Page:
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Language - Essay Example

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The most stereotyped impression of a country where more than one language is spoken is that, the multilingual country could be marked with chaos and confusion. However, far from being chaotic and confusing, nations in which more than one language is spoken do not share similar patterns with regards political and economic situation as these patterns are too intricate to establish…
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Download file to see previous pages Furthermore, code switching is a very common behavior among multilingual speakers. Thus, policymakers on education stress that switching from one language to another may affect proficiency of the speaker as code switching limit language development of the speaker or learner (Berko-Gleason 1993).
The multilingual situation in the Philippines, for instance, presents an interesting case as the country is an archipelago and is made up of many islands. English is a second language in the Philippines and about 50 percent of the population comprehend and speak English but 87 languages and dialects also exist in different islands. Some of these languages do not seem to be related to each other. Although a national language exists, government policies on the use of national language, the Filipino - an amalgamation of languages composed of both Tagalog and English - confuses the population rather than help the public become proficient in the learning of the language required in school. Tagalog is used in some subjects such as history but science subjects are mainly taught in English.
The consequences of this policy are quite detrimental to those whose first language is neither Tagalog nor English. A majority of Filipinos who live in the provinces and underlying islands had to learn three languages in order to survive school and be able to find work. Many of those whose first language is not Tagalog or English are usually discriminated against in work places because of their 'accents.' Marked cultural differences also exist in terms of food, way of life, religious beliefs and many other aspects of culture.
Furthermore, like other multilingual countries, the Philippine government faces challenges because of its language-learning program on multilingualism. As two languages - Tagalog and English - are used, educators are concerned that learners may not learn any of the language with greater proficiency as code switching is seen as a hindrance to achieving high-level language proficiency. Language experts argue that bilinguals and multilinguals cannot achieve similar language proficiency similar to those of monolingual speakers.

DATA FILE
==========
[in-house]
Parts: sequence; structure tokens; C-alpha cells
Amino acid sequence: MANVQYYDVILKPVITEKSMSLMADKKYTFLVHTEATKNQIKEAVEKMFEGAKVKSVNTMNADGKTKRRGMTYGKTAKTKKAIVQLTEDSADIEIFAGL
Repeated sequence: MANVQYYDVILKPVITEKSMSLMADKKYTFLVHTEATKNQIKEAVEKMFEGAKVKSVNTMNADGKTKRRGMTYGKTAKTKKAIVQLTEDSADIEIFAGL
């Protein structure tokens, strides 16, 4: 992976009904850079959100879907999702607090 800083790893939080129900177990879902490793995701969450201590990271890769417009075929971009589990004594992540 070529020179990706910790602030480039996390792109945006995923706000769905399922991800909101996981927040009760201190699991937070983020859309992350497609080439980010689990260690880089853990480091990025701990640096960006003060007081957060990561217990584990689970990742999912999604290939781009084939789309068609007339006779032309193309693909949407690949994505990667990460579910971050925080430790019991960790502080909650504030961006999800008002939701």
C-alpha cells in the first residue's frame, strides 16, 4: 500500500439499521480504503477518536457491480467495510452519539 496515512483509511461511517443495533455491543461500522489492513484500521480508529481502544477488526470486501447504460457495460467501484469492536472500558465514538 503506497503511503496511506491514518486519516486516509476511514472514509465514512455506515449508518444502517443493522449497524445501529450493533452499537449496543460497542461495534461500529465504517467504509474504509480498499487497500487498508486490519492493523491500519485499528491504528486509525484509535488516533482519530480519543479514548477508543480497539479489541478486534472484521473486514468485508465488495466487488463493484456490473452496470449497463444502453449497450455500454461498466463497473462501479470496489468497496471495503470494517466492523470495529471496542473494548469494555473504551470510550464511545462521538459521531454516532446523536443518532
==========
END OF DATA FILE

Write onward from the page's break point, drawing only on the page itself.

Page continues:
Code-switching is defined as the 'utilization of two languages simultaneously or interchangeably' (Valdes-Fallis, 1977). Most experts view that speakers use two languages if 'bilingual fluency is not yet stable' (Valdes-Fallis, 1977). Speakers employ this method in order to attain two things: one is for the speaker to fill a linguistic or conceptual gap and secondly, it is for the attainment of multiple communicative functions (Gysels, 1992). In many countries and territories, code switching is avoided, but in majority of multilingual and bilingual areas of the world, it is viewed as the 'norm' (Swigart, 1992; Goyvaerts & Zembele, 1992). This is true in the Philippines, Singapore, India and Nepal where speakers usually move from one language to another to communicate. In Singapore and the Philippines (Chinese or Malay and English in Singapore, and Tagalog and English in the Philippines), the use of two languages or the mixing of both in communication and even in literature has become the norm.
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